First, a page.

Why is the word bloody considered obscene in the UK but not so in the US?
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I don't think it's obscene so much as profane. By one theory, "Bloody" in this context is a contraction for "by our lady", essentially swearing by the Virgin Mary (Bloody in Wikipedia). Other similar oaths include "blimey" (God blind me) and "gadzooks" (by God's hooks (hands)). As to why "Bloody" is considered obscene/profane in the UK more than in the US, I think that's a reflection of a stronger Catholic presence, historically, in the UK than in the US, if we're accepting the above etymology, as Catholics venerate the Virgin to a greater extent than Protestants.
All of which is void, of course, if the etymology is incorrect.
Here’s the OED’s comment on the origins:
I always thought "bloody" was a reference to the blood of christ. kind of like "suffering Jesus" if you've ever heard that.
edit: I see that this interpretation is also listed on Wikipedia, nonetheless, it uses something of religious value and turns it into an expletive. I think it's more offensive in the UK than the US because it started in the UK, and people actually know what it means, whereas in the US "bloody" is just a funny British curse word. Don't know if that helps in any way.
Comparing UK usage...
...to US usage, I think it's quite clear that US usage lags behind the UK here. Bear in mind that sheer weight of numbers normally puts the US ahead, so any suggestion of the opposite trend should probably be seen as more pronounced (and significant) than the charts might suggest.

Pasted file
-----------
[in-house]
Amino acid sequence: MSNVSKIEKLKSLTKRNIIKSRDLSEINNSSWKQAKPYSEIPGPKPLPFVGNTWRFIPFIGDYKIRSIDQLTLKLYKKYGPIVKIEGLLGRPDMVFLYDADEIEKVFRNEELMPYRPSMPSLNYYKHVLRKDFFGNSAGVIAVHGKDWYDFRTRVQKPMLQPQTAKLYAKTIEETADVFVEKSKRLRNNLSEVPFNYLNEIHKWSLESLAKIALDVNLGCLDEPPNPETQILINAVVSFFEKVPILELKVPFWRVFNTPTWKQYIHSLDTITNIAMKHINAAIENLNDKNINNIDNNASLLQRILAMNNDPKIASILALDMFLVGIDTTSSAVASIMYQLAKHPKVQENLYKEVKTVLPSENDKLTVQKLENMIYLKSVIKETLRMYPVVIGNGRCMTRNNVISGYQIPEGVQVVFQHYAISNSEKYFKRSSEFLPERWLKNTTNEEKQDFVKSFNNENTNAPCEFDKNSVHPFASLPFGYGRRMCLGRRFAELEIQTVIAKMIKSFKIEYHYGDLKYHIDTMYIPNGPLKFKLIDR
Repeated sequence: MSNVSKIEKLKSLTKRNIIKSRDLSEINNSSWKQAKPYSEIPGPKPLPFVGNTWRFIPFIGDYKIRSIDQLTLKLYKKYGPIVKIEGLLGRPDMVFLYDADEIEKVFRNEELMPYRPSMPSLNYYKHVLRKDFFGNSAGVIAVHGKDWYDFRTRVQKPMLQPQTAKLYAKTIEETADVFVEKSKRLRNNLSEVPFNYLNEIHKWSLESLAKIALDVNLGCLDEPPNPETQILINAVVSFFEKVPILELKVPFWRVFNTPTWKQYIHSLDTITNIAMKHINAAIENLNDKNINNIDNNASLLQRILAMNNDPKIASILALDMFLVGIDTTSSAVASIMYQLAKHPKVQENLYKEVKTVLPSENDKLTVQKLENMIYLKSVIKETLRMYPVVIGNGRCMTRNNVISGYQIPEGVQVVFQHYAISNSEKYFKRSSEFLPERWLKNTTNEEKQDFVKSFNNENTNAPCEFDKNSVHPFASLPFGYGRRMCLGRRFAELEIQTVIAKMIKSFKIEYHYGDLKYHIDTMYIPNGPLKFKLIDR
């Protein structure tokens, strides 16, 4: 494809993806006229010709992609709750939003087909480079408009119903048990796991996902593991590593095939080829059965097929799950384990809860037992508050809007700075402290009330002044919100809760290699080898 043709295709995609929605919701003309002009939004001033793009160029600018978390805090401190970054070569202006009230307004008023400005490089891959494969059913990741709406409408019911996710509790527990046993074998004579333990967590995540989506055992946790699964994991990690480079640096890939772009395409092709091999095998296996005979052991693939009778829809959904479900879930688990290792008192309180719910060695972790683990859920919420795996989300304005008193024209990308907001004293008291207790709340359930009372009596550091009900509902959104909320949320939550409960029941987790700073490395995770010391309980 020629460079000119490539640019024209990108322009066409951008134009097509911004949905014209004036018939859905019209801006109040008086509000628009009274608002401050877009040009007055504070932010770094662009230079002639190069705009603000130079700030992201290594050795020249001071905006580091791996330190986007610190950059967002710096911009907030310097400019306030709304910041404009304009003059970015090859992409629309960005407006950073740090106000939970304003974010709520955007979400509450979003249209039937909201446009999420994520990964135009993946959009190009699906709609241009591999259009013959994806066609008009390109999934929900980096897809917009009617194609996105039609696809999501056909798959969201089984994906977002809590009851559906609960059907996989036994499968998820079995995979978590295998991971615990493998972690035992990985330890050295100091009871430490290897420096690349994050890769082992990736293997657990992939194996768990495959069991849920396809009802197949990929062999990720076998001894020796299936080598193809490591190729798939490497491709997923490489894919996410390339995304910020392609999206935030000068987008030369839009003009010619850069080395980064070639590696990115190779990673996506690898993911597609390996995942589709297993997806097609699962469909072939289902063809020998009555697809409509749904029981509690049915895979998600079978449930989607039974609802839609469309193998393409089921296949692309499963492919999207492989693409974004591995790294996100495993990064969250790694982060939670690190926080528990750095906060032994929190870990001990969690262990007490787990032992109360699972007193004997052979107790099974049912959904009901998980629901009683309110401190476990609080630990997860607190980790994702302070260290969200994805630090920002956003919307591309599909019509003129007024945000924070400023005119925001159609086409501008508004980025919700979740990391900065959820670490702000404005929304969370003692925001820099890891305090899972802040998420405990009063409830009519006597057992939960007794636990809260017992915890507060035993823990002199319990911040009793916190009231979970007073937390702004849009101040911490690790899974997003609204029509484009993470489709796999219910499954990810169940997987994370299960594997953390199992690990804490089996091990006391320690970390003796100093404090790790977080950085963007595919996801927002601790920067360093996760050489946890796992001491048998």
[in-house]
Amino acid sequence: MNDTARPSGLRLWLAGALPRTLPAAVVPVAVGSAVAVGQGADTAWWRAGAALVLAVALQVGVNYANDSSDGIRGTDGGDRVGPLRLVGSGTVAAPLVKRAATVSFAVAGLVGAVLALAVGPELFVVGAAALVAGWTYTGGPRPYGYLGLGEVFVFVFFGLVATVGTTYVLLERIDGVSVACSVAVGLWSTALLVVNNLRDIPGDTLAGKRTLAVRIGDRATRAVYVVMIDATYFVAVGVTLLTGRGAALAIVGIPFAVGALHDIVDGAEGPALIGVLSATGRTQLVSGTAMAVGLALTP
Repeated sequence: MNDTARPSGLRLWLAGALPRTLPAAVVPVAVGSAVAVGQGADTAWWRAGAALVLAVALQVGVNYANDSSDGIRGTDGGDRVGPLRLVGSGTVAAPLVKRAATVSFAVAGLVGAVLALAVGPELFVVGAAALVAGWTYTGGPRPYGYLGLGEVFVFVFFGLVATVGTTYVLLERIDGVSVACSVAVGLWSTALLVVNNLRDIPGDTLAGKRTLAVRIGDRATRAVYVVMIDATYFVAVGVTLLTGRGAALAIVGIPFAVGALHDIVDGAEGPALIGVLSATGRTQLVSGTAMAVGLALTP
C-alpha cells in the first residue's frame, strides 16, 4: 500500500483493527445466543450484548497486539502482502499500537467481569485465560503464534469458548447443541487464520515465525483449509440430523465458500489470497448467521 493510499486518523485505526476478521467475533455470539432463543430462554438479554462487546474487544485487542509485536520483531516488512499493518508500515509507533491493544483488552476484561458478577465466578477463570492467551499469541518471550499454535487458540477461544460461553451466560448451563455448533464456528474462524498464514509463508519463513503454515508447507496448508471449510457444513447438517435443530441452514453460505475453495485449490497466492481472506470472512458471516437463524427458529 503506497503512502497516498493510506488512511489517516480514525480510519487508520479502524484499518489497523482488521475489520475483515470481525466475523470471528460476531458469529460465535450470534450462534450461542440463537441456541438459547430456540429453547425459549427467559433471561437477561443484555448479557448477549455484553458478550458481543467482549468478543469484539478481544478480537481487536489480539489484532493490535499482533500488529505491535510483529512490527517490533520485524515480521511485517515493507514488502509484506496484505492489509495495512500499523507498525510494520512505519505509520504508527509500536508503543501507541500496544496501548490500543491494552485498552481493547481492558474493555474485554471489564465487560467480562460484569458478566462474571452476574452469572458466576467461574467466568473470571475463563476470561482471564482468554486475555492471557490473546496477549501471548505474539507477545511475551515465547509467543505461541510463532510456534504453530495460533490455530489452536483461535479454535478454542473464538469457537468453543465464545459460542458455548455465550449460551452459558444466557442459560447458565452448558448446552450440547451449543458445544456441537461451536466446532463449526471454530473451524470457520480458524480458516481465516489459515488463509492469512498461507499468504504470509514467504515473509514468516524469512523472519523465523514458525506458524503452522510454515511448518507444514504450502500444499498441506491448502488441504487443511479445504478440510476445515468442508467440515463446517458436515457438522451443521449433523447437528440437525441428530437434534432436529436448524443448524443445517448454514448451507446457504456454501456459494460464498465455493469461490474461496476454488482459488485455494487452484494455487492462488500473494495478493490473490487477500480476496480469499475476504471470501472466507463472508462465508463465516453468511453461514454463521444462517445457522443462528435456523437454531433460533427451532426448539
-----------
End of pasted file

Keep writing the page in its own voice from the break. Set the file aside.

Also compare prevalence values in British and American corpuses for stupid bloody, to see this more obviously "intensifier" usage is almost three times more common in the UK than in the US. For example, I hear things like "You bloody idiot!" all the time in both real life and British movies, but in American movies (and, I suppose, real life) it's much more likely to be "You fucking idiot!".
I think what this means is that many middle-aged and older Americans (the age range most likely to be defining any usage as "obscene") barely even encountered adjectival bloody when they were growing up. So they had no predisposition to rail against it when the younger generation started using it more. The etymology of the word (which has been addressed repeatedly on ELU) is at best uncertain, but most likely few Americans automatically perceive it as blasphemous/profane. So to many of them, it's just another blinking, blooming, freaking, flaming, flipping mild "cuss word".
Brits, on the other hand, were using it a generation earlier - back in the days when using even relatively mild curse words was generally considered a "bad thing".
protected by tchrist Feb 27 '13 at 14:39
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